Obituary: Ruby Johnson

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The Independent Culture
LONG BEFORE lending his deep, smooth tones to South Park's Chef and creating the Oscar-nominated soundtrack for the Blaxploitation classic film Shaft (1971), Isaac Hayes was keyboard player and staff musician at the legendary Stax studios in Memphis, Tennessee.

From backing singer, Hayes soon graduated to composing with David Porter. Under their direction, the vocalist Ruby Johnson cut several timeless sides. Released on the Volt label, a subsidiary of Stax, "I'll Run Your Hurt Away", "Come To Me My Darling" and "If I Ever Needed Love (I Sure Do Need It Now)" attracted a cult following in various parts of the United States. In 1991, UK soul aficionados rediscovered them with the issue of the Complete Stax/Volt Singles: 1959-1968. So strong was the interest in Ruby Johnson from collectors that these tracks and various Stax session out-takes were issued on CD by Ace Records in 1993.

Born in 1936 in Elizabeth City, North Carolina, Ruby Johnson had a rather unusual childhood for an African-American. She was raised in the Jewish faith her great-great-grandparents had adopted. "It wasn't very well known among black people at that time but that was my teaching," she told the archivist Lee Hildebrand. "We observe the Passover and all the other High Holy Days. We try to be as conservative in our dress as we possibly can. We have a special uniform that all our members wear into the temple. It's something to behold." Surrounded by her parents and eight brothers and sisters, Johnson sang a cappella in the Temple Beth-El choir. "I always aspired to be a professional singer, even as a child," she recalled.

Having finished her high-school studies, Johnson moved to Virginia Beach, a popular resort, where she worked as a waitress. She worked up the courage to get up on stage and sing rhythm 'n' blues standards with the house band. This secured her a gig with Samuel Latham and the Rhythm Makers. After two years with the group, she relocated to Washington DC and joined Ambrose and the Showstoppers, the house band at the Spa nightclub. "I was sorta like an extra, a starter, a show opener," she said.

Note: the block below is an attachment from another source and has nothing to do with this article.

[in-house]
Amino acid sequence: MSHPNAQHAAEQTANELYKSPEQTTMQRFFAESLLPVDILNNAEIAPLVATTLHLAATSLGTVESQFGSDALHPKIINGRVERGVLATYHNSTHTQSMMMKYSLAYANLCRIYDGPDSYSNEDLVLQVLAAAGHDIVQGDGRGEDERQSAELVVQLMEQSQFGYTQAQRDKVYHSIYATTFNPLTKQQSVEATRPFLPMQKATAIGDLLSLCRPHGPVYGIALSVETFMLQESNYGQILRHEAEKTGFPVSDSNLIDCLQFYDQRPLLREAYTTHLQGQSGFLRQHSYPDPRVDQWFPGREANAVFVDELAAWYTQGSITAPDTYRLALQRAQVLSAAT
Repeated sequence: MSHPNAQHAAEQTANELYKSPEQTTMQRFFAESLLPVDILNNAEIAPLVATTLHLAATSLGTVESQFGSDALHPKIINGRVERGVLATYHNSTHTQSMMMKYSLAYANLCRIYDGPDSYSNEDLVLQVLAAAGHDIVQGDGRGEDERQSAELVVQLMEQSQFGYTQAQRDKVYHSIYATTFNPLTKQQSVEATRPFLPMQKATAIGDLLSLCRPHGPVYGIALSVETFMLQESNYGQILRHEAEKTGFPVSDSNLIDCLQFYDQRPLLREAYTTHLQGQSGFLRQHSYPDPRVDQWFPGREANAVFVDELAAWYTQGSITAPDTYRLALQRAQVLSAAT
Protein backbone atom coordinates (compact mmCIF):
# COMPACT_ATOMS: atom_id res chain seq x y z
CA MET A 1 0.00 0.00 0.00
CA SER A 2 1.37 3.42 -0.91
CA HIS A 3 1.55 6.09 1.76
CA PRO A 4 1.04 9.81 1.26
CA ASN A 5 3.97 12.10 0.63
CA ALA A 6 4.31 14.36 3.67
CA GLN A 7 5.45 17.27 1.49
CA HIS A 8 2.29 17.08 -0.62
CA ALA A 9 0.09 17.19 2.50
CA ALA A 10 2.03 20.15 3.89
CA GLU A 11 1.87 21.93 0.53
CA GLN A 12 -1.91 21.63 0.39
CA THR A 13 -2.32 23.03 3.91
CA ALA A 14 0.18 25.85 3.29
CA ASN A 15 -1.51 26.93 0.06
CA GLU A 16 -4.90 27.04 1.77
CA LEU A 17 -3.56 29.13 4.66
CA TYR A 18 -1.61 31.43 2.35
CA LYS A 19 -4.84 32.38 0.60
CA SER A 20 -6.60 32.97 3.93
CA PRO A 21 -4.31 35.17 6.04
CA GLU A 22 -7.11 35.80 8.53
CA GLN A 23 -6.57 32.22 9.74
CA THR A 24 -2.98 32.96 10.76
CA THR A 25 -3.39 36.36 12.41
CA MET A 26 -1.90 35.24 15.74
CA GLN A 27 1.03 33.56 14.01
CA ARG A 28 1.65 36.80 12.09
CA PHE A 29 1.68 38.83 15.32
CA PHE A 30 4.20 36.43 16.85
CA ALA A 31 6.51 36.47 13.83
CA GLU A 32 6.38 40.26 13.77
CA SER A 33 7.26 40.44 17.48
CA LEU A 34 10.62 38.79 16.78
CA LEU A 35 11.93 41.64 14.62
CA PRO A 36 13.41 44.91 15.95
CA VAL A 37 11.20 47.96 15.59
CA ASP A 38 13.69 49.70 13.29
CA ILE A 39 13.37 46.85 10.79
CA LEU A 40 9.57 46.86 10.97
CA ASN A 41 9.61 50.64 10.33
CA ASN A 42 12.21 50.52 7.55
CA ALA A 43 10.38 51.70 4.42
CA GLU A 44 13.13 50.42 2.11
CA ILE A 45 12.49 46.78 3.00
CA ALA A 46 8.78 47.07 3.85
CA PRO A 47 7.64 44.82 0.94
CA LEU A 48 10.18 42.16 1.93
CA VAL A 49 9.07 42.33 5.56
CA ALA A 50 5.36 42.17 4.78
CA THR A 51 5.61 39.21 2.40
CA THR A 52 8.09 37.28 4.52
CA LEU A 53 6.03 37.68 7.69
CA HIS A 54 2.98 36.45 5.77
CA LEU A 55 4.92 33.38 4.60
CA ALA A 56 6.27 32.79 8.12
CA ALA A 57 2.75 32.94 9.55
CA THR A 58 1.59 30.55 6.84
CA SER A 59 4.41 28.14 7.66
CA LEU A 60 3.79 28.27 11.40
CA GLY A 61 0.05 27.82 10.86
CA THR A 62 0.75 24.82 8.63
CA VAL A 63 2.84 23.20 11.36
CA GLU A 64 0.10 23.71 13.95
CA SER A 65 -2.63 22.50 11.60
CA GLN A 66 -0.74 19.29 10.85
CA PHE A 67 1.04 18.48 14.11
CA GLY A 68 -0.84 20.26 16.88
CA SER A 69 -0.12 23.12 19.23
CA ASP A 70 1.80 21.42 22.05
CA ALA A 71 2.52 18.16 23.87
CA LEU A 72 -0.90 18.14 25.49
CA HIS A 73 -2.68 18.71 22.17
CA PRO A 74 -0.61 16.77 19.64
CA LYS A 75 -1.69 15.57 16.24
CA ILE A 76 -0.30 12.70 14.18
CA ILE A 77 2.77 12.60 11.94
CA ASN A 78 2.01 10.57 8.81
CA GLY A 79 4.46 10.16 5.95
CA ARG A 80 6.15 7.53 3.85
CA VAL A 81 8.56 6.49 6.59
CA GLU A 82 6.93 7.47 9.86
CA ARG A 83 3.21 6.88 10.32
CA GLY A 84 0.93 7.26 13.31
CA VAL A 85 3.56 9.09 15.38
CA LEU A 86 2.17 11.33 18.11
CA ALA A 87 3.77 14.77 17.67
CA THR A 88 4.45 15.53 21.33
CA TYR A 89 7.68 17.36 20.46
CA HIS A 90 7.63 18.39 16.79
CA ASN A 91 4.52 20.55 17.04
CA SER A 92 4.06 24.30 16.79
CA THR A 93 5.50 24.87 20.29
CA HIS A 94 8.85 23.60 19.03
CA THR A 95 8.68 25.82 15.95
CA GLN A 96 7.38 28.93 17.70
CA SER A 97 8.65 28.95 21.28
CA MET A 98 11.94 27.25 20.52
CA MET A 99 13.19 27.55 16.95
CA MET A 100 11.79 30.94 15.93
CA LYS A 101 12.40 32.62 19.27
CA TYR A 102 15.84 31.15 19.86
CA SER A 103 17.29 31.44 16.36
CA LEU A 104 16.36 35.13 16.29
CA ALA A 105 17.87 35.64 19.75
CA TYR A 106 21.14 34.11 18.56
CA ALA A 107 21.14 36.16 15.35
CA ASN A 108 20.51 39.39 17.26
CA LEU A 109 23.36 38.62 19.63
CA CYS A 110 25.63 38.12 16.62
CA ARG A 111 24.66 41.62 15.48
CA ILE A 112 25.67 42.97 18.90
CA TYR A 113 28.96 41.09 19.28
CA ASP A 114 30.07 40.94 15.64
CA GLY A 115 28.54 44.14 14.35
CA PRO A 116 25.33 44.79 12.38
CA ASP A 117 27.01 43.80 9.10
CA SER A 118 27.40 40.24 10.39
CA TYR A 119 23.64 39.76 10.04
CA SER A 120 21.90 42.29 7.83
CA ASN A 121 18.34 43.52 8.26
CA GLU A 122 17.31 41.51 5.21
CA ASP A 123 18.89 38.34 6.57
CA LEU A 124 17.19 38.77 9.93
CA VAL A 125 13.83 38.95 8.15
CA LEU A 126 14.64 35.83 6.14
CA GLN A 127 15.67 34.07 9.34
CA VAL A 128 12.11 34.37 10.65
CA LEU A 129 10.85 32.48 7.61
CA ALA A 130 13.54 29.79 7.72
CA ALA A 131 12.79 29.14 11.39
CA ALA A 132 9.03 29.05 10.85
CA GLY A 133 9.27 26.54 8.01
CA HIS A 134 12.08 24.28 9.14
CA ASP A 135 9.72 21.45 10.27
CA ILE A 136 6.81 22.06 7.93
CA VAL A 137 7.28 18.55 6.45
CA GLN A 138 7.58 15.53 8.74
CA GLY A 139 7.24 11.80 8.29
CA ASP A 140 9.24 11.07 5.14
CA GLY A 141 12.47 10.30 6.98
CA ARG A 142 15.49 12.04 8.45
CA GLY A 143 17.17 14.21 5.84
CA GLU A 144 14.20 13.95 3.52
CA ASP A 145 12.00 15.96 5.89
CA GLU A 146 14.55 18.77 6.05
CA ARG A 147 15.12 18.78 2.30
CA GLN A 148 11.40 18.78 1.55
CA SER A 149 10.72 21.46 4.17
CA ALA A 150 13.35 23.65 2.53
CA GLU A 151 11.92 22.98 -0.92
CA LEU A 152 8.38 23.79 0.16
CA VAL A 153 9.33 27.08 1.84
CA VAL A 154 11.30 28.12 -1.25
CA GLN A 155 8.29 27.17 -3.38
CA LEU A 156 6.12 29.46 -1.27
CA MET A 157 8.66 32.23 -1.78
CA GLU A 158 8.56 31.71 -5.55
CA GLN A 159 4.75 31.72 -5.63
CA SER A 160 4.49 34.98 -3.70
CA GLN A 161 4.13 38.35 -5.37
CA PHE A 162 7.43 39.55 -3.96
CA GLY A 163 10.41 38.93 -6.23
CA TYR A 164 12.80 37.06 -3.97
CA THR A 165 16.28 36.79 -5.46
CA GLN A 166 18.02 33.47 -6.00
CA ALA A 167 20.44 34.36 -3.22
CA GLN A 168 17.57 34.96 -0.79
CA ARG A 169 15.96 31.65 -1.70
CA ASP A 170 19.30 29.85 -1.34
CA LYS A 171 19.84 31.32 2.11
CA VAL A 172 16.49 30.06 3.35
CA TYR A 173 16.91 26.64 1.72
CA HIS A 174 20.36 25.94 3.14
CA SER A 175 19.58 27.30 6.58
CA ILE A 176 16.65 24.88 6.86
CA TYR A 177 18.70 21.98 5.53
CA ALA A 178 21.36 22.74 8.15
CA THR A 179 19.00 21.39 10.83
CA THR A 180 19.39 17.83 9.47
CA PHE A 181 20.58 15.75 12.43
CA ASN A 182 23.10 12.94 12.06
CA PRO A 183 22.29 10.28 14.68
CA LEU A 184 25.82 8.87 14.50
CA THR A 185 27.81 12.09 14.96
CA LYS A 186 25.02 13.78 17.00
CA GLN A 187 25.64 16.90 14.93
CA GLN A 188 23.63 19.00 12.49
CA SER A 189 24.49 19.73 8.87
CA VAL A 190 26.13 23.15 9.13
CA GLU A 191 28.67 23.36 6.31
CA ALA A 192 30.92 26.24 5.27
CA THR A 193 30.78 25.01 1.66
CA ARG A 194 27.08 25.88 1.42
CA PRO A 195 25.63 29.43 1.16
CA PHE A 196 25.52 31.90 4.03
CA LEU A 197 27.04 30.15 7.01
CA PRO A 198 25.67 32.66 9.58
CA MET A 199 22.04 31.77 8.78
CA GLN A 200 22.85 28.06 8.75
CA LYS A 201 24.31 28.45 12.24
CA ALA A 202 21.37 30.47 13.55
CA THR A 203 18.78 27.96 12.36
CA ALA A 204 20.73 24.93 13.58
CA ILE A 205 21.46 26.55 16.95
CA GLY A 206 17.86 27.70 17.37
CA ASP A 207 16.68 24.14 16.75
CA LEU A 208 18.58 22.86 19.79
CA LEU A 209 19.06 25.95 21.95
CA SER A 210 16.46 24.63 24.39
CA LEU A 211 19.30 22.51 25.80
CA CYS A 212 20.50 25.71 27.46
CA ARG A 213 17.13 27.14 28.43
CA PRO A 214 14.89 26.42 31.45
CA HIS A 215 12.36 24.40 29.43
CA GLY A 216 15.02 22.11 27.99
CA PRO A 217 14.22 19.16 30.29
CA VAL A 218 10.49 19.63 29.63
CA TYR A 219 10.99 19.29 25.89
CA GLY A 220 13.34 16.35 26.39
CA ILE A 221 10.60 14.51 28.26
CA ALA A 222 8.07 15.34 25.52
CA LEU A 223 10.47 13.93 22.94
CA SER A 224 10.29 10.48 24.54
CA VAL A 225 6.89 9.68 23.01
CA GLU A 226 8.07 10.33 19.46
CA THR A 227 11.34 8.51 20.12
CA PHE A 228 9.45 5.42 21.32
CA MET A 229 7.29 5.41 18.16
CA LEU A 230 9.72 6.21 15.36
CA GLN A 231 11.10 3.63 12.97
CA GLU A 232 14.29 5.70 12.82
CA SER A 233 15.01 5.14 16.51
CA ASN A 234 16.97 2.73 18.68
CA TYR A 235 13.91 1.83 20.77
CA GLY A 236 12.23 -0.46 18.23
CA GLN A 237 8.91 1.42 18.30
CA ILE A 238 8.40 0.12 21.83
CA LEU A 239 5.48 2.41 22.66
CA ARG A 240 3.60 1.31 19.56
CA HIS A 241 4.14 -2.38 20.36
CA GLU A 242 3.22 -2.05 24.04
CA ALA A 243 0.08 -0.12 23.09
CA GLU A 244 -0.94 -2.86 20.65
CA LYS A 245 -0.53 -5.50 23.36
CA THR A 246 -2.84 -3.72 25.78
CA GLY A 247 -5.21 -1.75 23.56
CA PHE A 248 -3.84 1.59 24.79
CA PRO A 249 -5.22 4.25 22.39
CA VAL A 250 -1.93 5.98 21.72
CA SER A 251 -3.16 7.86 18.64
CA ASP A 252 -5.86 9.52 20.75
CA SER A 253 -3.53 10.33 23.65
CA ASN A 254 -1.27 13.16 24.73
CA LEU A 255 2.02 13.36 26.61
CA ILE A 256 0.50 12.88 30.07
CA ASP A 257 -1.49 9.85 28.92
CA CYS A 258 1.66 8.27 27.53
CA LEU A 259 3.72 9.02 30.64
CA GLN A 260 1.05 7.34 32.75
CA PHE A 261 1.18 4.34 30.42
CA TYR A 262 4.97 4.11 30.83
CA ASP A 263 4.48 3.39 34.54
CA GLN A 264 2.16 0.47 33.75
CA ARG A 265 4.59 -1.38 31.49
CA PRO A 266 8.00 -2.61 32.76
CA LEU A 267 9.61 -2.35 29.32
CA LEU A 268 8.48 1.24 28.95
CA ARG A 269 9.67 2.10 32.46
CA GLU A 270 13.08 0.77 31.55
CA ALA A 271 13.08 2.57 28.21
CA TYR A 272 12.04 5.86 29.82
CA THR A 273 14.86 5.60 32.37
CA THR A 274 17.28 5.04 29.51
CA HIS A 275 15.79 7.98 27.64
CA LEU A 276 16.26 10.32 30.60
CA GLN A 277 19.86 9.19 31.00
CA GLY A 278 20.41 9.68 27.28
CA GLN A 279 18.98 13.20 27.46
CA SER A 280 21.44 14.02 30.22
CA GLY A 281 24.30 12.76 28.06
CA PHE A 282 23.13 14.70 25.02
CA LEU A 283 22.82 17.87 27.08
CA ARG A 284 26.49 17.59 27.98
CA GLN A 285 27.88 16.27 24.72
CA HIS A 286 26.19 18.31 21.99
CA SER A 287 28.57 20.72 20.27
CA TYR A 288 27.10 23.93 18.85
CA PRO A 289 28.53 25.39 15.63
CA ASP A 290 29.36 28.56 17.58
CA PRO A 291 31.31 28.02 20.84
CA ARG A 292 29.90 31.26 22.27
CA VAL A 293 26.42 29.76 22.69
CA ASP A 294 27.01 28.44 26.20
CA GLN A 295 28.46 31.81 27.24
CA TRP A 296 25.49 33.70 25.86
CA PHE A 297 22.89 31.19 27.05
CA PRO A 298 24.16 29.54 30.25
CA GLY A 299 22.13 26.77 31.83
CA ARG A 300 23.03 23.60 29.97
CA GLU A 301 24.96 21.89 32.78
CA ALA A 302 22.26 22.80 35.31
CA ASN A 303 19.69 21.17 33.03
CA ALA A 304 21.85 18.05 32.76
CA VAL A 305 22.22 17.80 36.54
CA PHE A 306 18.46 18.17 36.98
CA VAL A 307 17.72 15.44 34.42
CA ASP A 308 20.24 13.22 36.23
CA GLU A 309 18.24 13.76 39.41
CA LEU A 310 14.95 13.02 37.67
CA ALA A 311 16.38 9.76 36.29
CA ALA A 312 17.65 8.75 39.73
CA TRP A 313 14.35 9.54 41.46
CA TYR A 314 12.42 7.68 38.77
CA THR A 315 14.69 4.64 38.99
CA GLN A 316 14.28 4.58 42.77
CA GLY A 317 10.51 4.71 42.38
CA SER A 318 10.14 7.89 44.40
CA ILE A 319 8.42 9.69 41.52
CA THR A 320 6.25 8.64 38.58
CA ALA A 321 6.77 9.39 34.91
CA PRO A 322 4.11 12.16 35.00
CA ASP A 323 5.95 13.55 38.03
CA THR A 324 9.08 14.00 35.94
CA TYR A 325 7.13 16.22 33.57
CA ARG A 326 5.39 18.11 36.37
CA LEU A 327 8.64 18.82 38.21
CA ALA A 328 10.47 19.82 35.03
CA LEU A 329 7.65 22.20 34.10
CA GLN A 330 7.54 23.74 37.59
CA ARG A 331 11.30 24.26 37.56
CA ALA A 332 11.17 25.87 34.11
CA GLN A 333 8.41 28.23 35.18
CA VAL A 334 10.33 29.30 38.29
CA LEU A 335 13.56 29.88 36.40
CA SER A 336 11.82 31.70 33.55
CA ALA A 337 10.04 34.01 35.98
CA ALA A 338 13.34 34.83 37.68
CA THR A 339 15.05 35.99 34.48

Amazed by her contralto vocal style, the local entrepreneur Never Duncan Jnr became Johnson's manager and hooked her up with Dicky Williams, a musician and producer she knew from her days at Virginia Beach. In 1960, Ruby Johnson cut her debut single, "Calling All Boys", for the Philadelphia-based V-Tone label. Subsequently, her manager launched NEBS Records and issued a succession of Johnson 45s ("Here I Go Again", "Worried Mind", "Nobody Cares") which the disc-jockey Al Bell turned into regional hits on the Washington DC station WLOK.

When Bell got a job at Stax in 1965, he made sure Ruby Johnson got a chance to record for the Memphis label. "I was very excited, very nervous, because that was my first attempt to record on that level," she said. The budget was certainly bigger, as Johnson found herself backed not only by Isaac Hayes but also by the guitarist Steve Cropper, bassist Duck Dunn and drummer Al Jackson Jnr (the MGs without the organist Booker T. Jones). Material ran the gamut from covers of the rhythm 'n' blues hits of the day to new Hayes-Porter compositions. "They would give me those songs on a piece of paper and say: here's the lyric. We would sort of run over them to let me get familiar with the words, and then we'd say: let's do a take. We were in there for hours sometimes," Johnson said.

Considering her relative inexperience in a major studio, Ruby Johnson really put her emotions into the songs, and sometimes let it rip to scream and send shivers down the spine of any self-respecting Southern soul fan. "I think a lot of that came from actually being on the hoarse side at that particular time. I didn't get to go to Stax often, and when I did get down there to record, we worked hard. We were in the studio all day and half the night," she remembered. "Sometimes the change of climate had an effect on me. I'd get a post-nasal drip or something like that and it would cause me to have a little scratchiness in my voice. It became my trademark."

Unfortunately, although the torch ballad "I'll Run Your Hurt Away" made the R&B charts in late 1966, Hayes and Porter never quite wrote the hit song to match Johnson's supreme, tearful delivery and propel her into the limelight. Indeed, a lot of Johnson's Stax sessions remained in the vaults until 1993. Never Duncan Jnr organised a few more recordings ("I Can't Do It" was issued by the Capacity label in 1968) but, after a few more years singing in nightclubs, Ruby Johnson quit the music business in 1974.

She got a government job and eventually became the director of Foster Grandparents, a federal programme helping handicapped children relate to older generations. Ruby Johnson still worshipped and sang at Temple Beth-El near her home in Lanham, Maryland, twice a week. Her new-found cult status in the Nineties puzzled her slightly but she did admit to missing the old days at Stax and on stage. "Every time I see some of those big shows, I long for it sometimes, I really do. I enjoyed what I was doing."

Ruby Johnson, singer and civil servant: born Elizabeth City, North Carolina 19 April 1936; died Lanham, Maryland 4 July 1999.